Tuesday, November 06, 2007
Stem cell transplant - a lifelong committment
Some people think I am against transplants. Not at all, I regularly attend a ward round at the biggest transplant center in Britain. There are certainly situations where I recommend it unequivocally. I just want people to be realistic about the likely outcomes.
Everyone is aware that there is a certain mortality to stem cell transplants (SCT), especially in CLL, where at one time we were talking about a 40% risk of death in the first 100 days. Since the introduction or reduced intensity conditioning (RIC) that has been reduced so that in the best centers more than 80% are alive at a year post transplant. It is what happens afterwards that I want to write about today. In next week's Blood an article by Bhatia et al deals with the late consequences of SCT. Th is a report from very reputable centers including City of Hope, University of Minnesota, Ann Arbor, Michican and St Jude's, Memphis.
The paper deals with the long term consequences of transplants in leukemia and lymphoma excluding CLL and these were full intensity transplants not RICs.
By June 30, 2003, 21.6% (n = 320) of the patients who had undergone SCT between 1974 and 1998, and survived at least 2 years, had died. Median age at death was 33.4 years. Most of the deaths (69%) occurred in the 2- to 5-year period after allogeneic SCT, although 43 deaths (13%) did occur after 10 years from SCT.
The graph shows a survival curve comparing patients who had survived for 2 years after SCT with the normal US population of the same age.
For CLL patients it is important to realise that this is a young population. For most of the time covered by the study, the upper age for transplants was 40. CLL patients are generally older, and mostly would have RIC SCT. CLL patients have a more damaged immune system than other leukemic patients and would be more susceptible to infection.
Overall, premature death occurred 10 times more often than expected both in males (8-fold) and females (13-fold). Relative mortality was elevated across all age groups, but was highest in subjects undergoing SCT when younger than 18 years (17-fold). Relative mortality was highest in the 2- to 5-year period after allogeneic SCT (78-fold), and declined dramatically in the 6- to 10-year period (8-fold). Relative mortality remained elevated (2-fold above that of the general population) in patients followed for more than 15 years after SCT.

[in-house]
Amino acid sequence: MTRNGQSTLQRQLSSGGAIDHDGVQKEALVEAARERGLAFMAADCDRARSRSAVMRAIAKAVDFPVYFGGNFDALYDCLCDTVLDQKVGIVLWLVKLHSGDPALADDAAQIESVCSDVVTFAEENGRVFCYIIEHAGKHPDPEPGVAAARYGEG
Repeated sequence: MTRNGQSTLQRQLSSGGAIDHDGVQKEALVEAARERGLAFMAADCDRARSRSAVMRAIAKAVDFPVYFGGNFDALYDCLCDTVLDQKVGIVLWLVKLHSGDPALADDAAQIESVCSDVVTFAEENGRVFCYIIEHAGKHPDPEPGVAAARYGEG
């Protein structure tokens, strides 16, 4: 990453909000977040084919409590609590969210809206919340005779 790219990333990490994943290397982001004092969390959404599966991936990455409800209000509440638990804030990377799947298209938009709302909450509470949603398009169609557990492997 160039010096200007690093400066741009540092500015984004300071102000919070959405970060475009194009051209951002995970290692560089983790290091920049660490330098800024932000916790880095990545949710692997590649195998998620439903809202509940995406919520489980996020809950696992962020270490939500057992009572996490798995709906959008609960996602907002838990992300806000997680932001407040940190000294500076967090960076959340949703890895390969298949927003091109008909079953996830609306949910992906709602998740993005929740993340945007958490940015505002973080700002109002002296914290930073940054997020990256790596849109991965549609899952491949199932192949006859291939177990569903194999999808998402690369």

Two hundred forty-one deaths were observed in patients who had survived disease free for 2 years after SCT. Relapse of primary disease was the leading cause of death(29% of all deaths) mostly between the second and fifth year of follow-up. Chronic graft-versus host disease (cGVHD) was the second most common cause of late mortality accounting for 22% of deaths, while late infection in the absence of cGVHD was the cause of 11% of deaths. Late mortality was attributed to treatment-related causes in (25%), including 7% due to subsequent malignancy, 5% due to pulmonary complications, 3% due to cardiac toxicity, and 8.4% due to miscellaneous treatment-related complications.
The risk of late mortality due to any cause was 2.6-fold increased among individuals older than 45 years at the time of SCT, compared with those who were younger than 18 years; 2.3-fold increased among patients with cGVHD compared with those without cGVHD; and 1.7-fold increased among patients at high risk of relapse at the time of SCT, compared with those at standard risk. Patients undergoing SCT after 1980 were less likely to suffer from relapse-related mortality, compared with those who underwent transplantation before 1980.
In order to look at morbidity the investigators produced a questionnaire which looked at whether the patient had married or stayed married, was employment or not, could obtain health insurance and life insurance, and compared them with their siblings who had mot had a transplant.
Marital rate (proportion currently married) for the survivors was significantly lower compared with siblings (55% vs 69%, P < .001).
SCT survivors were 14-fold more likely to report a health problem preventing them from holding a job compared with siblings (19% vs 2%). Presence of cGVHD (OR = 3.2; 95% CI, 1.9-5.4), and female sex (OR-1.7; 95% CI, 1.1-2.7) were associated with difficulty in holding a job.
SCT survivors were 7-fold more likely to report difficulty in obtaining or retaining health insurance (26% vs 5%, P < .001), and low annual household income (< $20 000) was associated with difficulty in obtaining health insurance (OR = 2.7; 95% CI, 1.4-5.0). However, 90% of the survivors did report health insurance coverage at the time of study participation, although the rate in siblings was 95% (p = 0.01).
A significantly greater proportion of SCT survivors reported difficulty in obtaining or retaining life insurance compared with siblings (30% vs 5%, P < .001) and the survivors were 10-fold more likely to report difficulty in obtaining or retaining life health insurance. Only 56% of the survivors had life insurance at study participation, compared with 76% of the siblings (P < .001).
Tough though it is to have a transplant, it is better than being dead. When it is appropriate a transplant is the right course to take, but it should not be entered into unadvisedly.